The talk is free. Participants, however, are encouraged to register by calling the Twin River Health Center at 296-7370 by April 3.

The Twin River and Bethel health centers are part of Gifford Medical Center in Randolph. Dr. Russo-DeMara has been providing women’s care for more than two decades. Learn more online at www.giffordmed.org.

Gifford Receives $35,000 Grant from Avon Breast Health Outreach Program

Randolph hospital is state’s only BHOP grant recipient for 11 years running

Cheryl Manns

Cheryl Manns travels the state talking to women about the importance of early detection of breast cancer through clinical breast exams and mammograms. Her work is funded by the Avon Foundation Breast Health Outreach Program.

RANDOLPH – Gifford Medical Center has been awarded a $35,000 grant from the Avon Breast Health Outreach Program to increase awareness of the life-saving benefits of early detection of breast cancer.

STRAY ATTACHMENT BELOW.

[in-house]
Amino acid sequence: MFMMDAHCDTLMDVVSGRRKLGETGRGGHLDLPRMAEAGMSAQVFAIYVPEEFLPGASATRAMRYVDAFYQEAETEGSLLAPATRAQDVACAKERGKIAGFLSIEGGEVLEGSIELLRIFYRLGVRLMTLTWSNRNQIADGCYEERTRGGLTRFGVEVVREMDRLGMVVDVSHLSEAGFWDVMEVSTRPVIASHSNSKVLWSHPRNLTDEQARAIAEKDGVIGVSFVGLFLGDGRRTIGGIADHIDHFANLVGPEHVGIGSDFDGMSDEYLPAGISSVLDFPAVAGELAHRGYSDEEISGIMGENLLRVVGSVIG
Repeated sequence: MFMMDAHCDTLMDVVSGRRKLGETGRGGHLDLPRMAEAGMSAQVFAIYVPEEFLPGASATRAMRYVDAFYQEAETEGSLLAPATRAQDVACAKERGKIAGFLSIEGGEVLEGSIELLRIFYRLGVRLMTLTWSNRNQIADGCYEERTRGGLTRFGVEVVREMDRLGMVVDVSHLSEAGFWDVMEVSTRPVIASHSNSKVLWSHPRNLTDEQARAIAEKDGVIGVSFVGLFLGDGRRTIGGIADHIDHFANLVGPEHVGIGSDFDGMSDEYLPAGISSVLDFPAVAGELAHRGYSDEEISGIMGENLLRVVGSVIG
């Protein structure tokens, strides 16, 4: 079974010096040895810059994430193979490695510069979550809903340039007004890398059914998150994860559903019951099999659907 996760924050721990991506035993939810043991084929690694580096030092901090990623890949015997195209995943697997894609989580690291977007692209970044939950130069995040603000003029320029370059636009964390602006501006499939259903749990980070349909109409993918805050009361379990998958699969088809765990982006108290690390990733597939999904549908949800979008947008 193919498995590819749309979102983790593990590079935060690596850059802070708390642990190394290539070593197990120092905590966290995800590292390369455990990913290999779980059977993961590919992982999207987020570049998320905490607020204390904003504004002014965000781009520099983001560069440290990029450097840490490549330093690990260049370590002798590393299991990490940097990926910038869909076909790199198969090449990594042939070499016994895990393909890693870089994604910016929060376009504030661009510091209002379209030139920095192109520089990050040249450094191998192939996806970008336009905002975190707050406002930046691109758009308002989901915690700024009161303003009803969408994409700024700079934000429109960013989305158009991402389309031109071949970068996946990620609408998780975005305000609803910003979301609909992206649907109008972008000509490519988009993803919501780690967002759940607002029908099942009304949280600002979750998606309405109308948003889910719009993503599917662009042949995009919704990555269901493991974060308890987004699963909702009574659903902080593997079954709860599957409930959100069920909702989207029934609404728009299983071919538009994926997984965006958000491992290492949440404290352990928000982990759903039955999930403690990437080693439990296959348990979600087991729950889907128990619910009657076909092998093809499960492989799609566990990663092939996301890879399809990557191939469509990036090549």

The Avon Breast Health Outreach Program (BHOP) supports community-based, non-profit breast health programs across the country and is part of the Avon Foundation for Women, the largest corporate philanthropy dedicated to women’s causes globally.

This is the 11th consecutive year that Gifford’s Breast Health Program has received funding from the Foundation, resulting in a more than $415,000 investment regionally to increase awareness of the life-saving benefits of mammograms and clinical breast exams.

The only Vermont recipient, Gifford was selected as one of 120 grantees nationwide. Organizations like Gifford are chosen based on their ability to effectively reach women, particularly minority, low-income, and older women, who are often medically underserved.

Through the grant, Gifford Breast Care Coordinator Cheryl Manns travels the state speaking to women where they live, work, and socialize about the life-saving benefits of early detection of breast cancer and sharing information on resources like Ladies First.

Since Gifford received its first grant in 2002, it has provided more than 4,500 mammograms and nearly 3,500 clinical breast exams through the program, and referred countless others to hospitals in their region of the state for care. In 2011 alone, Gifford breast care personnel spoke to more than 5,000 Vermonters in communities near and far about having annual mammograms after age 40, annual clinical breast exams, and doing self-breast exams so women know what is normal for them.